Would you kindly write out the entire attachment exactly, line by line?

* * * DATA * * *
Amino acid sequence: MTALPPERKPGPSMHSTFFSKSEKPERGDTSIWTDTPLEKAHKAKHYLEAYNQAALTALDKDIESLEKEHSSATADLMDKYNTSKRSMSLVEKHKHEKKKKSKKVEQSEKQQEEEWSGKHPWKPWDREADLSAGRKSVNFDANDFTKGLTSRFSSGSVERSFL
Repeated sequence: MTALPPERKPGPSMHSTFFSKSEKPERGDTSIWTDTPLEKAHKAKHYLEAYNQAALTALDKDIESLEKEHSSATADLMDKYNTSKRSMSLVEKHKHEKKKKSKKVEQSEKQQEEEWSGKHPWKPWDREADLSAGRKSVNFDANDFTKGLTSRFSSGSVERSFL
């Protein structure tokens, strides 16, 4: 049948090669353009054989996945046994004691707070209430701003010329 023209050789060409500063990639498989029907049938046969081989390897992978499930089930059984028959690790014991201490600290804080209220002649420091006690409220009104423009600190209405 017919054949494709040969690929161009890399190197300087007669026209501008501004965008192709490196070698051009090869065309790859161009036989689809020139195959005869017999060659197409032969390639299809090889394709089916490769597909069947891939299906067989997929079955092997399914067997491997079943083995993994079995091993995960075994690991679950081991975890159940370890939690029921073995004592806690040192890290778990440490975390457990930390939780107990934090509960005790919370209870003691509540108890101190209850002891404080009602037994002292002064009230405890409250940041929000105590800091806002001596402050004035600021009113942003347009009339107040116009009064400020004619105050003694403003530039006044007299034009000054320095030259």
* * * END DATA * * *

Amino acid sequence: MTALPPERKPGPSMHSTFFSKSEKPERGDTSIWTDTPLEKAHKAKHYLEAYNQAALTALDKDIESLEKEHSSATADLMDKYNTSKRSMSLVEKHKHEKKKKSKKVEQSEKQQEEEWSGKHPWKPWDREADLSAGRKSVNFDANDFTKGLTSRFSSGSVERSFL
Repeated sequence: MTALPPERKPGPSMHSTFFSKSEKPERGDTSIWTDTPLEKAHKAKHYLEAYNQAALTALDKDIESLEKEHSSATADLMDKYNTSKRSMSLVEKHKHEKKKKSKKVEQSEKQQEEEWSGKHPWKPWDREADLSAGRKSVNFDANDFTKGLTSRFSSGSVERSFL
């Protein structure tokens, strides 16, 4: 049948090669353009054989996945046994004691707070209430701003010329 023209050789060409500063990639498989029907049938046969081989390897992978499930089930059984028959690790014991201490600290804080209220002649420091006690409220009104423009600190209405 017919054949494709040969690929161009890399190197300087007669026209501008501004965008192709490196070698051009090869065309790859161009036989689809020139195959005869017999060659197409032969390639299809090889394709089916490769597909069947891939299906067989997929079955092997399914067997491997079943083995993994079995091993995960075994690991679950081991975890159940370890939690029921073995004592806690040192890290778990440490975390457990930390939780107990934090509960005790919370209870003691509540108890101190209850002891404080009602037994002292002064009230405890409250940041929000105590800091806002001596402050004035600021009113942003347009009339107040116009009064400020004619105050003694403003530039006044007299034009000054320095030259």